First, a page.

Fitz Rufus continued his association with mortal intelligence agencies in the decades following Elizabeth's death. His most important contribution to the Camarilla's well-being was undoubtedly his involvement with John Thurloe, Oliver Cromwell's master spy, during the middle of the seventeenth century. Thurloe was a brilliant, insightful, driven and completely ruthless man whose network was, at that time, perhaps the most effective the world had ever seen. Had he discovered the existence of the Kindred - and he came dangerously close, on several occasions - he might have mounted a witch-hunt surpassing the Inquisition's best efforts. "Officially", Thurloe's power was restricted to the British Isles - in reality, however, he had spies and assassins placed throughout the length and breadth of Europe. Cardinal Mazarin, Richelieu's successor, often complained about his inability to keep the proceedings of French royal councils secure from Thurloe's spies.

You might think a simple application of Dominate would have neutralised the man as a factor, but it wasn't that simple. For a start, his circle of intimates included several of the witch-finders who plagued Europe during the seventeenth century. While most such were charlatans, some wielded the power of True Faith, and there was a high probability that they might have detected and countered any mental tampering. For another, Thurloe, although largely unknown to the population at large, was a public figure amongst the people who counted. He was too high-profile; there was too much danger that changes in his behaviour would be remarked upon, and investigated.

Placing a Kindred agent anywhere near Thurloe was out of the question. The man had a flair for observation and deduction which Sherlock Holmes himself might envy. A ghoul might have been a possibility, but Thurloe wasn't a man to trust even his own agents. He watched them all; they watched each other on his behalf. A ghoul depends on his Domitor not just physically but emotionally. A ghoul separated from his Domitor over the long term might develop psychological flaws which would rouse Thurloe's suspicions, and a ghoul in regular contact with his Domitor could lead Thurloe straight to the Kindred. And no-one was willing to trust the loyalty of purely mortal agents - at least, not without the kind of mental conditioning which would, again, have risked arousing suspicion in Thurloe or his witch-finder friends.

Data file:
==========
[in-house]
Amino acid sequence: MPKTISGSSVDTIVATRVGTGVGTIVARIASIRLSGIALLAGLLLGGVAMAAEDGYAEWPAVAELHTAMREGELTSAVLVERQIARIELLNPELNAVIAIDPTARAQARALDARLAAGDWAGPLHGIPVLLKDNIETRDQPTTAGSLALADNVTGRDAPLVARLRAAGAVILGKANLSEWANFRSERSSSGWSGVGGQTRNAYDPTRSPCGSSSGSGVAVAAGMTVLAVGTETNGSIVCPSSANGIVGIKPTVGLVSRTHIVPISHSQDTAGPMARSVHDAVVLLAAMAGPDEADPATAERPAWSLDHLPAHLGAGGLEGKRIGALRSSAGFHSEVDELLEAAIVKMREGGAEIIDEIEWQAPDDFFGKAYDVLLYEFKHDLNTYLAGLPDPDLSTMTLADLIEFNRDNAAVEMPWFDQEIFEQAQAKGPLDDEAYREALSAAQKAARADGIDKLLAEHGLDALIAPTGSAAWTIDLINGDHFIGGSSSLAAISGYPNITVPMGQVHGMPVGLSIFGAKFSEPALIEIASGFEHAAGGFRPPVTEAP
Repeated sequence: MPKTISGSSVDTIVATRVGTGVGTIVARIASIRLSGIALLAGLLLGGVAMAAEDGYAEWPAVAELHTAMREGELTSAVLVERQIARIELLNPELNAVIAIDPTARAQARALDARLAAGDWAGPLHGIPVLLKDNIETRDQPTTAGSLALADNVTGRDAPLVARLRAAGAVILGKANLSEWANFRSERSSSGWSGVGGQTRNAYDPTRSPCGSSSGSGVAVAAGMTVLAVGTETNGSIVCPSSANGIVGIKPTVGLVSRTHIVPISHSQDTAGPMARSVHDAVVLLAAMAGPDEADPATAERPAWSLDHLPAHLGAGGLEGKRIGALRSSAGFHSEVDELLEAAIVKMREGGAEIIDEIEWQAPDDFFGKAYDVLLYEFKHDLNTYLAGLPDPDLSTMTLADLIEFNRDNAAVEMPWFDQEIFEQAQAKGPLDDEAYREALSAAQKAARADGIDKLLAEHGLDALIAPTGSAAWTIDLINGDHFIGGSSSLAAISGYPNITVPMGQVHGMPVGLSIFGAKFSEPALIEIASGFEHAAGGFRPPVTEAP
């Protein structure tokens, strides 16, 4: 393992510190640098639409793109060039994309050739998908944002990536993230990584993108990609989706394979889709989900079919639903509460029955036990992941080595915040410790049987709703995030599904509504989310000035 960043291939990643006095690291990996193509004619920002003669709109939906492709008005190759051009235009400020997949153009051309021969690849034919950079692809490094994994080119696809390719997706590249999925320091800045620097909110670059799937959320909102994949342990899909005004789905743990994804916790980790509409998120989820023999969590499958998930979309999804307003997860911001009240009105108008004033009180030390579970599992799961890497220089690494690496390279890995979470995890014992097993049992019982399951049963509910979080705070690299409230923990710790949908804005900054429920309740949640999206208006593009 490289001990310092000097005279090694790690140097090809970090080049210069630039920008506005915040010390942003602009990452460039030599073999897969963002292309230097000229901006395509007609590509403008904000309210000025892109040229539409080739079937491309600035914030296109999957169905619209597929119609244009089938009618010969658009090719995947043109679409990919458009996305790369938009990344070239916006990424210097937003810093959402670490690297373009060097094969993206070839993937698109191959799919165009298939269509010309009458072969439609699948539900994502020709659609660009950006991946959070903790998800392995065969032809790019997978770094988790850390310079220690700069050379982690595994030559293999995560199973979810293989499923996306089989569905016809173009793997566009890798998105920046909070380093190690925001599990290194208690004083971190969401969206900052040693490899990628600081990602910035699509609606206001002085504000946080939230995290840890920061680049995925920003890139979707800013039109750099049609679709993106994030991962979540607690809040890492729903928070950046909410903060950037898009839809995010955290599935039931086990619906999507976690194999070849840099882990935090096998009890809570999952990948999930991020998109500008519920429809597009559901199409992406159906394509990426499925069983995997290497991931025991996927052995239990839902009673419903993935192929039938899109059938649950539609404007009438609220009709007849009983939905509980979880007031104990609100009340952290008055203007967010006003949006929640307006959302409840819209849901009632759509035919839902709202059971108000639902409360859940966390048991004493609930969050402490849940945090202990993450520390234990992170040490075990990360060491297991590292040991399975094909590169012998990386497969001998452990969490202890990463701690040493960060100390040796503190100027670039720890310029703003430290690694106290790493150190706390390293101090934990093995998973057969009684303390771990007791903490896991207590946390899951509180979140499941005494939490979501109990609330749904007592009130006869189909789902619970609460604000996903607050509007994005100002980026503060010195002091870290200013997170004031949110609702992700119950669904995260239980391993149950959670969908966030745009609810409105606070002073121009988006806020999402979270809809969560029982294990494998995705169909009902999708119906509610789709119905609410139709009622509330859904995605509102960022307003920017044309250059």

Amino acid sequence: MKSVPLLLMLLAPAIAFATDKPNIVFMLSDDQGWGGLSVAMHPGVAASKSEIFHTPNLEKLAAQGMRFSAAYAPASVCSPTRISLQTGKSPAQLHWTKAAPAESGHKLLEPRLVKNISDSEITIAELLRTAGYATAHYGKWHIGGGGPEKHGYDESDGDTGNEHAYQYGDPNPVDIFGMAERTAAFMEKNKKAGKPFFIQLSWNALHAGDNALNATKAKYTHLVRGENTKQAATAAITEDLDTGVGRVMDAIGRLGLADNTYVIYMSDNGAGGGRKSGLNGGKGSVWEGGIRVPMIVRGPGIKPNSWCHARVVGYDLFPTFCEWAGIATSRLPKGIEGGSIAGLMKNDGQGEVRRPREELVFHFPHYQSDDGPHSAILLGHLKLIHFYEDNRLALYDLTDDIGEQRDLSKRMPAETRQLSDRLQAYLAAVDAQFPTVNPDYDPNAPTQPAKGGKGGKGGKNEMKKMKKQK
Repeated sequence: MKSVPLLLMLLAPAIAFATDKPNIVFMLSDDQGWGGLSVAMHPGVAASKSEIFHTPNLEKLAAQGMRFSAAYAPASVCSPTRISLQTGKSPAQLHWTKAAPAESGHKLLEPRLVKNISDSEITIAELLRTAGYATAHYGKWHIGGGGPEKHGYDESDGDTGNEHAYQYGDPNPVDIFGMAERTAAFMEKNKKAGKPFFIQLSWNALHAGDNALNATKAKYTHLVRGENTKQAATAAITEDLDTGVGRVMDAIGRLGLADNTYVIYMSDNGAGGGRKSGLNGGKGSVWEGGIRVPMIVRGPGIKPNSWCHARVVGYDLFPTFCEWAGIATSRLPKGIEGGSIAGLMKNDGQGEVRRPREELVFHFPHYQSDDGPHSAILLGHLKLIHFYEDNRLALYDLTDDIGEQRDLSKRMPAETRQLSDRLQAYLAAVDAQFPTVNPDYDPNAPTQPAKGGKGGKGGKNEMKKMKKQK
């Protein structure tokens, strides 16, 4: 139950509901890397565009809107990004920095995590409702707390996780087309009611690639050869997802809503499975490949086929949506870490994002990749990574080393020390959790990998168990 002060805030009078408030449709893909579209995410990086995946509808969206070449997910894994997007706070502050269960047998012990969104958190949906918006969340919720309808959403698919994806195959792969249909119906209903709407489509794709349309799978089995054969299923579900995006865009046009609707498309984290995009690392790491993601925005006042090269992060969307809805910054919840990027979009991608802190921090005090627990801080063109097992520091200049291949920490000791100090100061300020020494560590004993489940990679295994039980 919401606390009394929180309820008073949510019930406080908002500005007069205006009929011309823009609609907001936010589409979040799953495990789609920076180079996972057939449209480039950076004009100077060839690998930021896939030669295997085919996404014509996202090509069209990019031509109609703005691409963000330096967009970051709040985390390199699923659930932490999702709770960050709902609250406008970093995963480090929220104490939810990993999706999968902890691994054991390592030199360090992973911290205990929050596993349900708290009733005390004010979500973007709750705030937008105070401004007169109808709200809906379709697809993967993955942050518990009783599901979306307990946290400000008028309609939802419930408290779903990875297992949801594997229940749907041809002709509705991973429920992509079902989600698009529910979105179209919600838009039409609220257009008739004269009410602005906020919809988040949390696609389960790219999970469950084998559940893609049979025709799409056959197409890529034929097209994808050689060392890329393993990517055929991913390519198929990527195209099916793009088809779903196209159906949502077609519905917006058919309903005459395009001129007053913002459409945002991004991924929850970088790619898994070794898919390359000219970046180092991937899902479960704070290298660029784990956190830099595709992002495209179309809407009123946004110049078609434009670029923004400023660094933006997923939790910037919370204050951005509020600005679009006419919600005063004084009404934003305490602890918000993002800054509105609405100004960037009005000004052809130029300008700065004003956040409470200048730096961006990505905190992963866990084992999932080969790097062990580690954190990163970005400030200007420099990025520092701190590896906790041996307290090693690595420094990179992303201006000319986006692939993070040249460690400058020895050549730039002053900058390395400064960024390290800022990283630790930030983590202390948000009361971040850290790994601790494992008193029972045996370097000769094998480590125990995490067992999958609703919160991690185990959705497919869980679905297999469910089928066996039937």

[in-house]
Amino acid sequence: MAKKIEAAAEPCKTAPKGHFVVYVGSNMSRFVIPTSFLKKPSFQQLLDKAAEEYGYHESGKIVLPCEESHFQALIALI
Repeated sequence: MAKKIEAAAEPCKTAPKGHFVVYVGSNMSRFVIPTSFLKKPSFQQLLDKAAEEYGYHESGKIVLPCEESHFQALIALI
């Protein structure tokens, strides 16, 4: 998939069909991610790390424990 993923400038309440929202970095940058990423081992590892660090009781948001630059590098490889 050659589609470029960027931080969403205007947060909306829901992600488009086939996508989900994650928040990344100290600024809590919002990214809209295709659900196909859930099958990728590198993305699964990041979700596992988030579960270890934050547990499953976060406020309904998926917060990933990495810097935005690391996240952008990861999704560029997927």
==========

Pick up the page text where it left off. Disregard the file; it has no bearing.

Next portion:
Enter Ranulf Fitz Rufus. He posed as the younger son of a prominent Norfolk family, and an ardent Puritan. He managed to impress Thurloe with a fine show of piety and zeal, and gained as much of Thurloe's confidence as Thurloe ever gave to anyone. Fitz Rufus' information protected at least three prominent elders in England from investigations that could have led to their Final Deaths and the destruction of the Masquerade.